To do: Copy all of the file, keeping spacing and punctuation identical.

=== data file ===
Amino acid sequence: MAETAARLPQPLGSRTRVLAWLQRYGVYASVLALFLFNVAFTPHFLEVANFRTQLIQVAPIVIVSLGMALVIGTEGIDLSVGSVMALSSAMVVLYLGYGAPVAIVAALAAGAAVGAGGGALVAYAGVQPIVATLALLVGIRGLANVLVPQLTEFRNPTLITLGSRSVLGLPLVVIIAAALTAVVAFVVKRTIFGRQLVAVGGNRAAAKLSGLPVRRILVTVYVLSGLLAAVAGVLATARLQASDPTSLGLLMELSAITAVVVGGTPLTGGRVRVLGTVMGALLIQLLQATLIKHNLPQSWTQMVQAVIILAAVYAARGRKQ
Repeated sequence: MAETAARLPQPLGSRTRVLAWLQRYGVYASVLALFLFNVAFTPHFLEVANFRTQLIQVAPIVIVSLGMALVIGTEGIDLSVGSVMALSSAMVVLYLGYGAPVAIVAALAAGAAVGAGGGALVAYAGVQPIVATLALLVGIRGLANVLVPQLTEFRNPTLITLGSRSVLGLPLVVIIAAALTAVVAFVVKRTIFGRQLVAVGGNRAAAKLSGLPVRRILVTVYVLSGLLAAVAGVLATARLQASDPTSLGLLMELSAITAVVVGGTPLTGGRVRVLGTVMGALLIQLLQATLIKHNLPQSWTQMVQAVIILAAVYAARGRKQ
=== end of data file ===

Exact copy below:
Amino acid sequence: MAETAARLPQPLGSRTRVLAWLQRYGVYASVLALFLFNVAFTPHFLEVANFRTQLIQVAPIVIVSLGMALVIGTEGIDLSVGSVMALSSAMVVLYLGYGAPVAIVAALAAGAAVGAGGGALVAYAGVQPIVATLALLVGIRGLANVLVPQLTEFRNPTLITLGSRSVLGLPLVVIIAAALTAVVAFVVKRTIFGRQLVAVGGNRAAAKLSGLPVRRILVTVYVLSGLLAAVAGVLATARLQASDPTSLGLLMELSAITAVVVGGTPLTGGRVRVLGTVMGALLIQLLQATLIKHNLPQSWTQMVQAVIILAAVYAARGRKQ
Repeated sequence: MAETAARLPQPLGSRTRVLAWLQRYGVYASVLALFLFNVAFTPHFLEVANFRTQLIQVAPIVIVSLGMALVIGTEGIDLSVGSVMALSSAMVVLYLGYGAPVAIVAALAAGAAVGAGGGALVAYAGVQPIVATLALLVGIRGLANVLVPQLTEFRNPTLITLGSRSVLGLPLVVIIAAALTAVVAFVVKRTIFGRQLVAVGGNRAAAKLSGLPVRRILVTVYVLSGLLAAVAGVLATARLQASDPTSLGLLMELSAITAVVVGGTPLTGGRVRVLGTVMGALLIQLLQATLIKHNLPQSWTQMVQAVIILAAVYAARGRKQ